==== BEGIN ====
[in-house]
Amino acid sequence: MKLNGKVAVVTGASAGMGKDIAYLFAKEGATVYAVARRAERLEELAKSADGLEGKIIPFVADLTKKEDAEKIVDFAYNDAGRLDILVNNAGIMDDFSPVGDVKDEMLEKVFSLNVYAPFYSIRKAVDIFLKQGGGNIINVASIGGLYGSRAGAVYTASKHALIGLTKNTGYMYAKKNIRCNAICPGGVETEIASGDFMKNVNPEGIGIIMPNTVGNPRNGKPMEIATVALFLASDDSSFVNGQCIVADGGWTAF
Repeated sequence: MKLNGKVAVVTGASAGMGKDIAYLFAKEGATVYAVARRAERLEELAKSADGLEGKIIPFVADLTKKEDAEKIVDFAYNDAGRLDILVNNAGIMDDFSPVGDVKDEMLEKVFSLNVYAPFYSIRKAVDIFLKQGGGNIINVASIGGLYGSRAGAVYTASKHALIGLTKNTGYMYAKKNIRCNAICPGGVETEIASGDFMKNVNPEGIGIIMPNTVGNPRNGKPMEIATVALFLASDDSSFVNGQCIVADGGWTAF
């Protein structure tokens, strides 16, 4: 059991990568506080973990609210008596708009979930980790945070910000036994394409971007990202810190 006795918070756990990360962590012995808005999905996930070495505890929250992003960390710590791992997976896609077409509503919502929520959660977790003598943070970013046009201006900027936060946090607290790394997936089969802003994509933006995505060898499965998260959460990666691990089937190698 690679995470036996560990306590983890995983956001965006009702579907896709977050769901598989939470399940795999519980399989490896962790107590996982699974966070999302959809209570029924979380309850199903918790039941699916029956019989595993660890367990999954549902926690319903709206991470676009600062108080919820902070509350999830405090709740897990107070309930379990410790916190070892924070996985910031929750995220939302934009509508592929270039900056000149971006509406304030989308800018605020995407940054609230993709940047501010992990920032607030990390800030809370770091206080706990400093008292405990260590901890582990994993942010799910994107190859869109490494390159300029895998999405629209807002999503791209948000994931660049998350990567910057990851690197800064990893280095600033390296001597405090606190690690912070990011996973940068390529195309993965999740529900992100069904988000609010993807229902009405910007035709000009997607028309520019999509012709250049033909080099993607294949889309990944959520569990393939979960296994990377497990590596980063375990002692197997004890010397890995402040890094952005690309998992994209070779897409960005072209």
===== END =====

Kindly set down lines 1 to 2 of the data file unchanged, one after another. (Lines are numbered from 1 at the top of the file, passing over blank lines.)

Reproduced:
[in-house]
Amino acid sequence: MKLNGKVAVVTGASAGMGKDIAYLFAKEGATVYAVARRAERLEELAKSADGLEGKIIPFVADLTKKEDAEKIVDFAYNDAGRLDILVNNAGIMDDFSPVGDVKDEMLEKVFSLNVYAPFYSIRKAVDIFLKQGGGNIINVASIGGLYGSRAGAVYTASKHALIGLTKNTGYMYAKKNIRCNAICPGGVETEIASGDFMKNVNPEGIGIIMPNTVGNPRNGKPMEIATVALFLASDDSSFVNGQCIVADGGWTAF